'Tis the season for heat injuries


As blistering temperatures continue to soar across much of Colorado, so do the possibilities of health-related injuries and illnesses.

According to the National Weather Service, more than 170 Americans die each year as the result of extreme summer temperatures. Of all the natural hazards, which include lightning, hurricanes, tornadoes, floods, earthquakes and extreme temperatures, only winter cold kills more people each year than summer heat.

The National Weather Service maintains temperatures as low as 80 degrees can pose a potential risk.

According to the service's heat index, temperatures between 80 and 90 degrees can lead to possible fatigue through prolonged exposure and/or physical activity.

Temperatures between 90 and 105 degrees can possibly induce heatstroke, heat cramps and heat exhaustion if exposure is combined with prolonged exposure and/or physical activity.

Temperatures between 105 and 130 degrees will likely induce heatstroke, heat cramps and heat exhaustion if exposure is combined with prolonged exposure and/or physical activity.

And with temperatures of 130 degrees and higher, heatstroke is very likely with continued exposure.

Susan Bowler, the Visiting Nurse Association public health nurse manager, said it is particularly important that the elderly realize the potential risks that accompany high temperatures.

"Heat disorders are most prevalent in older people because their circulatory systems don't work as effectively," Bowler said. "Heat causes the body to get stressed. And when we get hot, blood will help get rid of the heat."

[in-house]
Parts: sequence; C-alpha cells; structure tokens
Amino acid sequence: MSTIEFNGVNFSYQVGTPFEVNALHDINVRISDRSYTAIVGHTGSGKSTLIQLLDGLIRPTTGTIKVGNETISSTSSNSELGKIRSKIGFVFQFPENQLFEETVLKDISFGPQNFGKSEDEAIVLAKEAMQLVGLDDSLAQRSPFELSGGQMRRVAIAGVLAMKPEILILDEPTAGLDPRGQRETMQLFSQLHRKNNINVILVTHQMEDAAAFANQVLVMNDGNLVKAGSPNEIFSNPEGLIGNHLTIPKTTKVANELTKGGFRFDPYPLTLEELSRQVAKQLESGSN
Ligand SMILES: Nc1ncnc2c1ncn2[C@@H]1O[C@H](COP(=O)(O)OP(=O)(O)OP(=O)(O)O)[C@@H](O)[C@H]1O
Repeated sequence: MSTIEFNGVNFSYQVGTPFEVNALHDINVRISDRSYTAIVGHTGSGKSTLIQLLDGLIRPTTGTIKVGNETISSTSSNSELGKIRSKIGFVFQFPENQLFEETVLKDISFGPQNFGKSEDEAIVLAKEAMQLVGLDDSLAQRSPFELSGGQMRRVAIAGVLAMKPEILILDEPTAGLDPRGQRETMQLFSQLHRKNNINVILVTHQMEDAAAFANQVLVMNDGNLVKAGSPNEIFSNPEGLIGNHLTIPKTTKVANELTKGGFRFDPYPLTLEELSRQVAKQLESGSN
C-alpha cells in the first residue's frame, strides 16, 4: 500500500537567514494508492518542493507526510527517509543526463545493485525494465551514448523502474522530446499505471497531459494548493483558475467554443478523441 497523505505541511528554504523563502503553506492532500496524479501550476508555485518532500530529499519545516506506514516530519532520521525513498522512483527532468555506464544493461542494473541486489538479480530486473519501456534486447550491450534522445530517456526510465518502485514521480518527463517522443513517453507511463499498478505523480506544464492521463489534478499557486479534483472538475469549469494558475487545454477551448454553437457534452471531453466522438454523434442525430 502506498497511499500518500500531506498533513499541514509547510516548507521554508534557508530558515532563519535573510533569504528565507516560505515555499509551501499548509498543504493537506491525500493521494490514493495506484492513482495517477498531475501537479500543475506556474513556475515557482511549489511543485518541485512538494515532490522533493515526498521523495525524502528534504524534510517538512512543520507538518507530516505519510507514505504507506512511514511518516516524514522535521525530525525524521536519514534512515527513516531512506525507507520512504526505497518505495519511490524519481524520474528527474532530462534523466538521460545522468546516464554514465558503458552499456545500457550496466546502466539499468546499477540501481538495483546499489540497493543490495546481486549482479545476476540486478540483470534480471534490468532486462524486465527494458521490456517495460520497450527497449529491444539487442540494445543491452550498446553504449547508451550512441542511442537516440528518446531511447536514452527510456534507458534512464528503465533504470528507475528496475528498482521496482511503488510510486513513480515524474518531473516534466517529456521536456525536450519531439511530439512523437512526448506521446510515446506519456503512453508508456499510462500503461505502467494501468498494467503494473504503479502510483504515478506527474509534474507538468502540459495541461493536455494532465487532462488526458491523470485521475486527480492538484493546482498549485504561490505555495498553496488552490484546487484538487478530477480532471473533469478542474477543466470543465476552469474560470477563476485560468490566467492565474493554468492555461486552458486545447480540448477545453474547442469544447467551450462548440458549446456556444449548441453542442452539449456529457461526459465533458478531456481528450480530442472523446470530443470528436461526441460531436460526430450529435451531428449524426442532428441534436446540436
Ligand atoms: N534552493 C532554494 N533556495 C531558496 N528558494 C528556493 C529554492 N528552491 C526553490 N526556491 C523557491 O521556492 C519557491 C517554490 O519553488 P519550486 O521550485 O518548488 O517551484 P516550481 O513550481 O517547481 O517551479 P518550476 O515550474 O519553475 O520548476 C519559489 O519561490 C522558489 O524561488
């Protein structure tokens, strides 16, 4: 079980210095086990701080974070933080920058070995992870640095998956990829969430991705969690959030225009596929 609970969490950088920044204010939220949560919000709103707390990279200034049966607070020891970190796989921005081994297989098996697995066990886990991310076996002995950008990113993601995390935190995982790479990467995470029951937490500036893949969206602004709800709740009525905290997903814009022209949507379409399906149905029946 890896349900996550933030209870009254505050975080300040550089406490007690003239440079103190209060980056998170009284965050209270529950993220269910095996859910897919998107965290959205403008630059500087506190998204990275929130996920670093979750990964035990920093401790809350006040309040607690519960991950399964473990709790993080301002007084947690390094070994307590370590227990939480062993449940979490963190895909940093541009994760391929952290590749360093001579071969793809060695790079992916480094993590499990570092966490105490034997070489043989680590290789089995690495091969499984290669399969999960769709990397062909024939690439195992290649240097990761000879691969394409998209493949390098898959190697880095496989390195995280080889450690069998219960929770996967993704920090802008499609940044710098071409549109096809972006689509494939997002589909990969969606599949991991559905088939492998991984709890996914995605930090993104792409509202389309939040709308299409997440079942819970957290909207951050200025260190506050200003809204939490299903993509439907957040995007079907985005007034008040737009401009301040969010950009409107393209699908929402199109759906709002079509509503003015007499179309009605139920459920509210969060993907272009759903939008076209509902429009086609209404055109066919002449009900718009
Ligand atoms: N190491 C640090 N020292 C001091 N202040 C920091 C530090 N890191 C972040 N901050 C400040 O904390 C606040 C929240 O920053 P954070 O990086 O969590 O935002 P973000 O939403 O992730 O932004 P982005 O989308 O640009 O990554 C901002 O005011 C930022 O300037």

The National Weather Service points out that the human body dissipates heat three ways: by varying blood circulation rate and depth, by losing water through the skin and sweat glands, and by panting when the blood temperature exceeds 98.6 degrees.

As the body heats, the heart pumps more blood, which is circulated closer to the skin's surface so excess heat can empty into the atmosphere, which is cooler. Simultaneously, water diffuses through the skin in the form of perspiration.

However, perspiration alone does nothing to cool the body unless that water is evaporated. High relative humidity impedes the

evaporation process.

In general, heat disorders are caused by the body's failure to reduce heat through circulatory changes and sweating.

When the body can no longer compensate for heat gain, the body's inner core rises and heat disorders may develop.

Bowler said when it comes to high temperatures, it is important to keep several things in mind.

"Maintaining fluid intake is very important," Bowler said. "Most people don't realize that by the time you feel thirsty, you're already dehydrated.

"It's also important to wear lose clothing and reduce activity. When it's really hot out is not the time to go out and play a game of tennis."

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